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Electron microscopy of some molybdenum oxide phases after use as catalysts in oxidative ammonolysis and ammoxidation of toluene

Hansen, Staffan LU and Andersson, Arne LU (1988) In Journal of Solid State Chemistry 75(2). p.225-243
Abstract
Five molybdenum oxide samples, subjected to conditions of oxidative ammonolysis and ammoxidation of toluene at 450 and 460°C, respectively, have been characterized using X-ray diffraction, scanning and transmission electron microscopy, and specific surface area measurements. In oxidative ammonolysis, the relatively large, freshly prepared MoO3 crystals are reduced to smaller MoO2 crystals with a crystallite size of 5–30 nm. This process gives a perfectly pseudomorphous product with pores less than 5 nm. The specific surface area increases from <0.1 m2/g to almost 40 m2/g. In subsequent ammoxidation, MoO2 transforms first into orthorhombic Mo4O11 and finally into MoO3. The crystals of Mo4O11 are about 1 μm in diameter, and their... (More)
Five molybdenum oxide samples, subjected to conditions of oxidative ammonolysis and ammoxidation of toluene at 450 and 460°C, respectively, have been characterized using X-ray diffraction, scanning and transmission electron microscopy, and specific surface area measurements. In oxidative ammonolysis, the relatively large, freshly prepared MoO3 crystals are reduced to smaller MoO2 crystals with a crystallite size of 5–30 nm. This process gives a perfectly pseudomorphous product with pores less than 5 nm. The specific surface area increases from <0.1 m2/g to almost 40 m2/g. In subsequent ammoxidation, MoO2 transforms first into orthorhombic Mo4O11 and finally into MoO3. The crystals of Mo4O11 are about 1 μm in diameter, and their formation leads to a decrease of specific surface area. The original MoO3 morphology is retained even after the sequence of transformation as follows: MoO3 → MoO2 → Mo4O11 (→MoO3). In some cases, the new generation of MoO3 crystals grows parallel to the original MoO3 crystals. (Less)
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author
organization
publishing date
type
Contribution to journal
publication status
published
subject
in
Journal of Solid State Chemistry
volume
75
issue
2
pages
225 - 243
publisher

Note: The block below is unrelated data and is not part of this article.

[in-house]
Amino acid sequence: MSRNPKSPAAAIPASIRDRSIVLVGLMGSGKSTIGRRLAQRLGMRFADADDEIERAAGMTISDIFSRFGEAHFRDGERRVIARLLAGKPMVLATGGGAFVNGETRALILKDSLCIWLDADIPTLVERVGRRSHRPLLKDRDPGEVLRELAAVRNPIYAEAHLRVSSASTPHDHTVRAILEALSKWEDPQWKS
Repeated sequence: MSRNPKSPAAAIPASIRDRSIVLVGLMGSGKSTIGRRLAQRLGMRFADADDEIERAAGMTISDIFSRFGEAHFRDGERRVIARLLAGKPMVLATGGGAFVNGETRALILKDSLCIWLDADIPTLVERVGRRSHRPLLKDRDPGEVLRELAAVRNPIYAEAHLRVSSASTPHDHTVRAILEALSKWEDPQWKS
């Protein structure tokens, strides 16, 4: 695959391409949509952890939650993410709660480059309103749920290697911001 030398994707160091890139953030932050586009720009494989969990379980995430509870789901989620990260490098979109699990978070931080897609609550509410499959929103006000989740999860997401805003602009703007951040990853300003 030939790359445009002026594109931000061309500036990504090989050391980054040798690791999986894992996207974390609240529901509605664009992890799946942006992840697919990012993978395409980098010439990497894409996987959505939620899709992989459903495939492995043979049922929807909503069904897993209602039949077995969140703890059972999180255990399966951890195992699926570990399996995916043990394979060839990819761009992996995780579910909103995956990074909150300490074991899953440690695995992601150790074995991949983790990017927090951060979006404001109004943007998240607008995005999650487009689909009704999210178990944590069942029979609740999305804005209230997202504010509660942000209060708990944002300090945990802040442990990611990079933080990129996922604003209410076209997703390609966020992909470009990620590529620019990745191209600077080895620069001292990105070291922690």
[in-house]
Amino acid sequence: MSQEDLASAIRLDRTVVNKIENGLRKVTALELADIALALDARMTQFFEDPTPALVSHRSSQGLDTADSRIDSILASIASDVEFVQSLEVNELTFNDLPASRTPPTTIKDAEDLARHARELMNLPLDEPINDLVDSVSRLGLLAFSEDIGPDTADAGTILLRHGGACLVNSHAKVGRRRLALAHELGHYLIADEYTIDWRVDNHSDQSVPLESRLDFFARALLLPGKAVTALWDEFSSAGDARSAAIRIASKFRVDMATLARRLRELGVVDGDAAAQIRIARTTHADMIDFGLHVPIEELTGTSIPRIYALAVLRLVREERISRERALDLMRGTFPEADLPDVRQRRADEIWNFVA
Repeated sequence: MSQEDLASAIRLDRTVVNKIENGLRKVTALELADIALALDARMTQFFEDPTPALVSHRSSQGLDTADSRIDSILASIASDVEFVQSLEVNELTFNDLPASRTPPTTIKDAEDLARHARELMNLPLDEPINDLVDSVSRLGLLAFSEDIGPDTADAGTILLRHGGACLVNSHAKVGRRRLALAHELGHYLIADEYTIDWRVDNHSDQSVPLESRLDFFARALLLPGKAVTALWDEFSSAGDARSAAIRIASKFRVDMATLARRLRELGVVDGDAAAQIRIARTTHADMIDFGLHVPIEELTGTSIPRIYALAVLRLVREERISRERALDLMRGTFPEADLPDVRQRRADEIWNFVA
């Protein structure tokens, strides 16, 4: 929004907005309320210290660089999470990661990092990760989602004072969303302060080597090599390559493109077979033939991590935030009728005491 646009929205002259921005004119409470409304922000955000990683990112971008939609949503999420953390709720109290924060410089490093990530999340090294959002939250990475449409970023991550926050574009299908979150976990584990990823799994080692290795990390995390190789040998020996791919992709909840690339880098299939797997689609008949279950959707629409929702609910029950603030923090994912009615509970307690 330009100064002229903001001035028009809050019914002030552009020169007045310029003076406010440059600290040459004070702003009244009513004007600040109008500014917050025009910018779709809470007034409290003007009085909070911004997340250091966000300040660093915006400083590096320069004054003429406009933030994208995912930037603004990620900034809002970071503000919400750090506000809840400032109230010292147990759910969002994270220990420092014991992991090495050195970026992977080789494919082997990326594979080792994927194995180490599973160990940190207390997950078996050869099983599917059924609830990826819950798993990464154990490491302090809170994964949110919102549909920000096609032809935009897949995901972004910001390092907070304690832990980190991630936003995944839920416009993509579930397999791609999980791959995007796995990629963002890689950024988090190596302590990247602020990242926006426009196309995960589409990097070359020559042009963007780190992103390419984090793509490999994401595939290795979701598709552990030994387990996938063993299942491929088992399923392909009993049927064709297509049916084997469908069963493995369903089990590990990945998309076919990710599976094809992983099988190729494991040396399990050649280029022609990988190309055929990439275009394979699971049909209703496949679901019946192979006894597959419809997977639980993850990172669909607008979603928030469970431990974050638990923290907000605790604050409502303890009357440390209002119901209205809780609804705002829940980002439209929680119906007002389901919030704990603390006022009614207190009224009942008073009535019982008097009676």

Elsevier
external identifiers
  • wos:A1988P749200002
  • scopus:0024064167
ISSN
0022-4596
DOI
10.1016/0022-4596(88)90162-4
language
English
LU publication?
yes
id
90dc622f-435b-48a8-b106-3008ba1b7a25 (old id 3914639)
date added to LUP
2013-07-01 13:14:51
date last changed
2017-08-27 05:11:31
@article{90dc622f-435b-48a8-b106-3008ba1b7a25,
  abstract     = {Five molybdenum oxide samples, subjected to conditions of oxidative ammonolysis and ammoxidation of toluene at 450 and 460°C, respectively, have been characterized using X-ray diffraction, scanning and transmission electron microscopy, and specific surface area measurements. In oxidative ammonolysis, the relatively large, freshly prepared MoO3 crystals are reduced to smaller MoO2 crystals with a crystallite size of 5–30 nm. This process gives a perfectly pseudomorphous product with pores less than 5 nm. The specific surface area increases from &lt;0.1 m2/g to almost 40 m2/g. In subsequent ammoxidation, MoO2 transforms first into orthorhombic Mo4O11 and finally into MoO3. The crystals of Mo4O11 are about 1 μm in diameter, and their formation leads to a decrease of specific surface area. The original MoO3 morphology is retained even after the sequence of transformation as follows: MoO3 → MoO2 → Mo4O11 (→MoO3). In some cases, the new generation of MoO3 crystals grows parallel to the original MoO3 crystals.},
  author       = {Hansen, Staffan and Andersson, Arne},
  issn         = {0022-4596},
  language     = {eng},
  number       = {2},
  pages        = {225--243},
  publisher    = {Elsevier},
  series       = {Journal of Solid State Chemistry},
  title        = {Electron microscopy of some molybdenum oxide phases after use as catalysts in oxidative ammonolysis and ammoxidation of toluene},
  url          = {http://dx.doi.org/10.1016/0022-4596(88)90162-4},
  volume       = {75},
  year         = {1988},
}